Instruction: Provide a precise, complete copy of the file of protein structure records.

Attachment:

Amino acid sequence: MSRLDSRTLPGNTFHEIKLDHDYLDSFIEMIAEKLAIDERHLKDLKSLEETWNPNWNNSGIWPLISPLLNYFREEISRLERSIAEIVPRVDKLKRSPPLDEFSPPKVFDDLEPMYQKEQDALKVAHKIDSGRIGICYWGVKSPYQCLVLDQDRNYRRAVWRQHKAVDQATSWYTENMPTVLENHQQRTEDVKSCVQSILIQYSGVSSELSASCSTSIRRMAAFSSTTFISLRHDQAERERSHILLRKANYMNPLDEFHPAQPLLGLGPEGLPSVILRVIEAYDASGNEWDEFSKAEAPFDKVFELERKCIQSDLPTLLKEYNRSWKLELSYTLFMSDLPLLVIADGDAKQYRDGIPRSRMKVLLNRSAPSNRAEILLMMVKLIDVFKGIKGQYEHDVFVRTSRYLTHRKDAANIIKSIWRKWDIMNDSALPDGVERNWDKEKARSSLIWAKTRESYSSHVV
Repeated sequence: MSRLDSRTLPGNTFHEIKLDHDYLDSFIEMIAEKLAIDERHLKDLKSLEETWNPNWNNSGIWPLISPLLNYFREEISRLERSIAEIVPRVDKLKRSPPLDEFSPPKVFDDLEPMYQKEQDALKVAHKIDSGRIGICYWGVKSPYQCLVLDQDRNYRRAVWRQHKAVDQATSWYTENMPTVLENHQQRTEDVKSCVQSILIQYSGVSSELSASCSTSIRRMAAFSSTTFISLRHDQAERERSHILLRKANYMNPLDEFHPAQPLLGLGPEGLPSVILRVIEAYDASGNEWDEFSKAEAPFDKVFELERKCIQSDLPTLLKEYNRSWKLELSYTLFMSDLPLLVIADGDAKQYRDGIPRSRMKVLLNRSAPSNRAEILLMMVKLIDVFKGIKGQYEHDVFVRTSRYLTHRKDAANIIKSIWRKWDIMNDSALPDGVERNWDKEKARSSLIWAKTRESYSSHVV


Amino acid sequence: MSRLDSRTLPGNTFHEIKLDHDYLDSFIEMIAEKLAIDERHLKDLKSLEETWNPNWNNSGIWPLISPLLNYFREEISRLERSIAEIVPRVDKLKRSPPLDEFSPPKVFDDLEPMYQKEQDALKVAHKIDSGRIGICYWGVKSPYQCLVLDQDRNYRRAVWRQHKAVDQATSWYTENMPTVLENHQQRTEDVKSCVQSILIQYSGVSSELSASCSTSIRRMAAFSSTTFISLRHDQAERERSHILLRKANYMNPLDEFHPAQPLLGLGPEGLPSVILRVIEAYDASGNEWDEFSKAEAPFDKVFELERKCIQSDLPTLLKEYNRSWKLELSYTLFMSDLPLLVIADGDAKQYRDGIPRSRMKVLLNRSAPSNRAEILLMMVKLIDVFKGIKGQYEHDVFVRTSRYLTHRKDAANIIKSIWRKWDIMNDSALPDGVERNWDKEKARSSLIWAKTRESYSSHVV
Repeated sequence: MSRLDSRTLPGNTFHEIKLDHDYLDSFIEMIAEKLAIDERHLKDLKSLEETWNPNWNNSGIWPLISPLLNYFREEISRLERSIAEIVPRVDKLKRSPPLDEFSPPKVFDDLEPMYQKEQDALKVAHKIDSGRIGICYWGVKSPYQCLVLDQDRNYRRAVWRQHKAVDQATSWYTENMPTVLENHQQRTEDVKSCVQSILIQYSGVSSELSASCSTSIRRMAAFSSTTFISLRHDQAERERSHILLRKANYMNPLDEFHPAQPLLGLGPEGLPSVILRVIEAYDASGNEWDEFSKAEAPFDKVFELERKCIQSDLPTLLKEYNRSWKLELSYTLFMSDLPLLVIADGDAKQYRDGIPRSRMKVLLNRSAPSNRAEILLMMVKLIDVFKGIKGQYEHDVFVRTSRYLTHRKDAANIIKSIWRKWDIMNDSALPDGVERNWDKEKARSSLIWAKTRESYSSHVV